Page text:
Raising a Sensory Smart Child

Sensory Hotspots

One of the wisest things my mom taught me about parenting is, You have to pick your battles. When my son was about 10 years old, he wanted to grow a tail. No, not that kind of tail, this one involved letting the hair at the back of his neck grow while keeping the rest of his hair short. I had a list of things I was worried about at that stage, including how much time he spent on the computer and whether he was getting a healthy breakfast before school. Did I love the tail? No, although it was actually kind of cute. But I realized that letting him wear his hair in whatever style he wanted was one way to let him have control over himself and would let me focus on the more important issues of screen time and healthy eating.

Another lesson I’ve learned in life is it’s important to get the basics right to free up our energy to focus on the important tasks. For me, this means I choose to be comfortable over fashionable. I wear flats, not heels. I’m super picky about bras and will not wear one that is too tight, or has scratchy threads or straps that won’t stay up. So, it only makes sense to me that one of our primary responsibilities toward our kids is to make sure that they have underwear and clothes that feel comfortable for them, which are not distracting, so they can focus at school and home. This way, they don’t spend any energy dealing with the discomfort of clothes which scratch or chafe. And this frees us up to focus on more important parenting goals, like nutrition.

Raising A Sensory Smart Child Book

Raising A Sensory Smart Child

Lindsey Biel, a pediatric occupational therapist, is author of a wonderful book called Raising A Sensory Smart Child. It’s an award-winning book co-written with Nancy Peske, the mother of a child with sensory processing disorder, that helps the parents of children with sensory processing difficulties understand and better cope with their children’s challenges. In her forward to this book, Temple Grandin writes, “Scratchy petticoats and wool clothes were like sandpaper against my skin. I still wear my underwear inside out so that the stitching does not rub against me.”

Maybe your child reacts strongly to the tags on her clothes, or refuses to wear a turtleneck shirt, or can’t concentrate when her underwear elastic is too tight. Whatever the distractions, it makes sense to eliminate them to allow your child to focus on important tasks and goals. Your child needn’t be on the autism spectrum or diagnosed with a sensory processing disorder to benefit from the great advice this book provides. There are chapters on understanding the seven senses and how we process them, signs that might indicate your child has a sensory processing disorder, and recommendations for how to deal with a multitude of related issues including clothing, sleep, eating, and many more.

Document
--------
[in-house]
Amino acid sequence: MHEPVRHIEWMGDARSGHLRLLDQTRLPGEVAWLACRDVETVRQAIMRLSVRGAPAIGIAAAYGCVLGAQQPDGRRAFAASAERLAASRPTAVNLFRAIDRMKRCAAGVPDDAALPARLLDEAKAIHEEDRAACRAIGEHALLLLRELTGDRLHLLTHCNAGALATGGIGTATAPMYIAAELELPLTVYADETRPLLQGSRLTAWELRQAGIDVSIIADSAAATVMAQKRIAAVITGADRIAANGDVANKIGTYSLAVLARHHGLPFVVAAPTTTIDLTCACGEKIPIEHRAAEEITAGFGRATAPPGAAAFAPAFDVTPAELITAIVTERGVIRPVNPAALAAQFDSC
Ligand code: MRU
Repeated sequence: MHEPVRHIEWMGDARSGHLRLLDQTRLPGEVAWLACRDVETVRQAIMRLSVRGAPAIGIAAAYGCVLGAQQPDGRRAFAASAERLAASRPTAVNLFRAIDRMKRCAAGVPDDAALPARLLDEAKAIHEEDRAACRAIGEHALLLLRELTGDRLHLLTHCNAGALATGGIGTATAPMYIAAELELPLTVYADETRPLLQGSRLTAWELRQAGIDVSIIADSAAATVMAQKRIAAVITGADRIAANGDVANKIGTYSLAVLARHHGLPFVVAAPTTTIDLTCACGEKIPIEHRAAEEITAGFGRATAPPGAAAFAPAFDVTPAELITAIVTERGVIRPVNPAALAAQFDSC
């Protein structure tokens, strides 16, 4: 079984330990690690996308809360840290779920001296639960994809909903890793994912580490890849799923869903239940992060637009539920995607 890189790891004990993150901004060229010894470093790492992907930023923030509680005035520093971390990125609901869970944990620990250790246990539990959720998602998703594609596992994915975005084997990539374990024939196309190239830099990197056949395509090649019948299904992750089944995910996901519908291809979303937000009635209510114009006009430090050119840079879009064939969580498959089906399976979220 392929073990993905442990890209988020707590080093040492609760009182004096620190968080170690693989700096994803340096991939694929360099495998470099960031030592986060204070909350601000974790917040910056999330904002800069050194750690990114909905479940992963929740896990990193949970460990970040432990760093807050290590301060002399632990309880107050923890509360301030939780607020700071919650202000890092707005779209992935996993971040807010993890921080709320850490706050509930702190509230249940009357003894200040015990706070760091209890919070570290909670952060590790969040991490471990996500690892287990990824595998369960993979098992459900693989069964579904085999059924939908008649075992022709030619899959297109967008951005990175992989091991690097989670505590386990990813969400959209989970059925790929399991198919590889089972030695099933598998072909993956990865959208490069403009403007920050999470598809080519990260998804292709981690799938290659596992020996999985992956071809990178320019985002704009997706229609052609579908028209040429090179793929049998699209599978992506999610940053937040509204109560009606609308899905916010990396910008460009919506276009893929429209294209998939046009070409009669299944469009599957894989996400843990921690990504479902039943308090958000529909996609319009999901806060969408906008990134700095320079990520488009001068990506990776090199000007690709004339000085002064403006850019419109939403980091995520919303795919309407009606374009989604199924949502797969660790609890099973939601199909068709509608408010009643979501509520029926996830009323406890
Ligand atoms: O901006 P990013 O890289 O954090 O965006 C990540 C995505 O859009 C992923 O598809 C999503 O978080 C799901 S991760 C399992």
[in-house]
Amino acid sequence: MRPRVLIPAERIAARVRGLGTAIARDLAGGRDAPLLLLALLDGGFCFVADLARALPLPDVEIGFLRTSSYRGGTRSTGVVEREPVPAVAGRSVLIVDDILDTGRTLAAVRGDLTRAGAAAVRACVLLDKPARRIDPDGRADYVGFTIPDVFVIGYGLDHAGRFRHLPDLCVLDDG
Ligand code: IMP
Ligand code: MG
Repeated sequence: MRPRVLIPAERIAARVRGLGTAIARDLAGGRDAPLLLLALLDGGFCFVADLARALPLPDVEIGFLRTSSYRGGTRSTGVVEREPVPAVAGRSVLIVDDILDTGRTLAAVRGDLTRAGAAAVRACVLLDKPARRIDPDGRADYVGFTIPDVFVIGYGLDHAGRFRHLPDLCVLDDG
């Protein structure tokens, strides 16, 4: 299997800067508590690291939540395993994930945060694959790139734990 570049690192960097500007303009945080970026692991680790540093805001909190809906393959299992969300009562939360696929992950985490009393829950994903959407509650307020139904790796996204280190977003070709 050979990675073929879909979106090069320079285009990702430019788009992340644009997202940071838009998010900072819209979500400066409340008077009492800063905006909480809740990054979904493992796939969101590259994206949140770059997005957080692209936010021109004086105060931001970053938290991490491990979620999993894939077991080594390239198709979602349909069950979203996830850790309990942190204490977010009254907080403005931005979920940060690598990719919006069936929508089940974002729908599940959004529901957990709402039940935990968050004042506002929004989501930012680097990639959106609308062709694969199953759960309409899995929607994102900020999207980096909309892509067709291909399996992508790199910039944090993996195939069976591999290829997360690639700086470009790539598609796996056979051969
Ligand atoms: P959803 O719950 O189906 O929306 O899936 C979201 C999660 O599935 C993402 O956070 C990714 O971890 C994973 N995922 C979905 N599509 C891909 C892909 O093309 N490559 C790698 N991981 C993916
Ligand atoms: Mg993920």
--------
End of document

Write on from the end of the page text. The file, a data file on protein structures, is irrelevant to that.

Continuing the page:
There’s also a website, SensorySmarts.com, where Lindsey provides lots of helpful information and resources. One important insight is this recommendation related to clothing and fit:

Consider tightness vs. looseness. Some children are more comfortable wearing snug clothing or tight clothing worn beneath their other clothes. Try bicycle shorts, tights, “too small” t-shirts, etc.

Goldilocks (Lift-the-flap Fairy Tale)

Photo credit: The Imagination Tree

Fit is critical to comfort– and the Goldilocks rule often applies. Some kids like their clothes loose. They don’t want any constrictive features such as tight collars, wristbands, or elastic on their underwear waistbands and leg openings. Other children don’t like oversized and loose clothing– the feeling of the loose fabric of a woven shirt rubbing against their torso is too overstimulating. Or the fabric of their pants against their legs causes chaffing. And some children like the feeling of uniform snugness provided by wearing a well-fitting pair of underwear, t-shirt, or camisole under their outer clothing. Finding the sweet spot for your child, whether it’s searching for the most comfortable pair of underwear or allowing her to wear bike shorts under her dress, is a simple way to eliminate one source of distraction and conflict in your child’s (and your) life.

At Lucky & Me, all garments are carefully designed to fit to provide just the right amount of snug fit without any binding or chaffing. They use actual children of various body types and sizes to try on the garments in the development process to ensure that each style’s fit and comfort is optimal. The fabrics and yarns are chosen for flexibility and elasticity to provide give and stretch where needed. If you try Lucky & Me products for your child, I think you’ll find that they provide distraction-free comfort all day long, allowing your child to focus on the important things like homework, and maybe even their hair style.




Jada Girls Bike Shorts



Featured image courtesy of SavvySassyMoms.com

Liz Smith has worked across the globe for many of the world’s major apparel brands, including Victoria’s Secret, Chico’s, Justice, and Hanes. She has earned thousands of airline points and worn out several suitcases visiting factories in more than 20 countries to ensure that production is of the highest standard. Liz has managed all aspects of garment production, from design through fabric development to sewing and merchandising– so she knows what it takes to make high-quality apparel. Liz is thrilled to share her knowledge about clothes to help discerning customers choose the finest products.

Leave a Reply

Your email address will not be published. Required fields are marked *